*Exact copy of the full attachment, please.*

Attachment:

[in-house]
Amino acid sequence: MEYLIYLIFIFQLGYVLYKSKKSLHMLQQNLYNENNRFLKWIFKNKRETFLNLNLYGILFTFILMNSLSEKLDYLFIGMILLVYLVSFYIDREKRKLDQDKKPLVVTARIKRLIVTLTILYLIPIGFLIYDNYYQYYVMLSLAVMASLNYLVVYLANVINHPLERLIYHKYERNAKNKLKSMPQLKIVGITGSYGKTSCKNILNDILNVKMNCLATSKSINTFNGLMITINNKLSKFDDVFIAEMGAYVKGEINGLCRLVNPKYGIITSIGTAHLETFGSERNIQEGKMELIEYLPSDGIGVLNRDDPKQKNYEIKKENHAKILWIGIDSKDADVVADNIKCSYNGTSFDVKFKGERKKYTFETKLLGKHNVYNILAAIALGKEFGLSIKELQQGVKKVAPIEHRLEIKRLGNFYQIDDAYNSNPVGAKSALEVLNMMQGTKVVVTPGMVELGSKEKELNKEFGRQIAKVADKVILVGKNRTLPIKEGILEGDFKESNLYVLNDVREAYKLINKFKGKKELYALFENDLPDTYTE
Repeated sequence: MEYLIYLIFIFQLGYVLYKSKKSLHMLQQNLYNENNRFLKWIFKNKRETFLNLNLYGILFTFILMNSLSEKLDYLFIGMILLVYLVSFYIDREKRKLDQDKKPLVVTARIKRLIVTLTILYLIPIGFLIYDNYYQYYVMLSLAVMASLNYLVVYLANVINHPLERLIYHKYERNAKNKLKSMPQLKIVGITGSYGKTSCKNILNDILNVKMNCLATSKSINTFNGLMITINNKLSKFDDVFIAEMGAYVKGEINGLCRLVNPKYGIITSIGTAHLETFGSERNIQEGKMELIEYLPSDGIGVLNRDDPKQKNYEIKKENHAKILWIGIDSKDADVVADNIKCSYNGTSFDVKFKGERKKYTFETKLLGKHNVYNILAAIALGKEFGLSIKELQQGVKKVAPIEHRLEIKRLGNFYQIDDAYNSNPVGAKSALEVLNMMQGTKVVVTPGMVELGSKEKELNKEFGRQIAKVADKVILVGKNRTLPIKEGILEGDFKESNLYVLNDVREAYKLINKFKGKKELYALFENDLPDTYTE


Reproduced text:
[in-house]
Amino acid sequence: MEYLIYLIFIFQLGYVLYKSKKSLHMLQQNLYNENNRFLKWIFKNKRETFLNLNLYGILFTFILMNSLSEKLDYLFIGMILLVYLVSFYIDREKRKLDQDKKPLVVTARIKRLIVTLTILYLIPIGFLIYDNYYQYYVMLSLAVMASLNYLVVYLANVINHPLERLIYHKYERNAKNKLKSMPQLKIVGITGSYGKTSCKNILNDILNVKMNCLATSKSINTFNGLMITINNKLSKFDDVFIAEMGAYVKGEINGLCRLVNPKYGIITSIGTAHLETFGSERNIQEGKMELIEYLPSDGIGVLNRDDPKQKNYEIKKENHAKILWIGIDSKDADVVADNIKCSYNGTSFDVKFKGERKKYTFETKLLGKHNVYNILAAIALGKEFGLSIKELQQGVKKVAPIEHRLEIKRLGNFYQIDDAYNSNPVGAKSALEVLNMMQGTKVVVTPGMVELGSKEKELNKEFGRQIAKVADKVILVGKNRTLPIKEGILEGDFKESNLYVLNDVREAYKLINKFKGKKELYALFENDLPDTYTE
Repeated sequence: MEYLIYLIFIFQLGYVLYKSKKSLHMLQQNLYNENNRFLKWIFKNKRETFLNLNLYGILFTFILMNSLSEKLDYLFIGMILLVYLVSFYIDREKRKLDQDKKPLVVTARIKRLIVTLTILYLIPIGFLIYDNYYQYYVMLSLAVMASLNYLVVYLANVINHPLERLIYHKYERNAKNKLKSMPQLKIVGITGSYGKTSCKNILNDILNVKMNCLATSKSINTFNGLMITINNKLSKFDDVFIAEMGAYVKGEINGLCRLVNPKYGIITSIGTAHLETFGSERNIQEGKMELIEYLPSDGIGVLNRDDPKQKNYEIKKENHAKILWIGIDSKDADVVADNIKCSYNGTSFDVKFKGERKKYTFETKLLGKHNVYNILAAIALGKEFGLSIKELQQGVKKVAPIEHRLEIKRLGNFYQIDDAYNSNPVGAKSALEVLNMMQGTKVVVTPGMVELGSKEKELNKEFGRQIAKVADKVILVGKNRTLPIKEGILEGDFKESNLYVLNDVREAYKLINKFKGKKELYALFENDLPDTYTE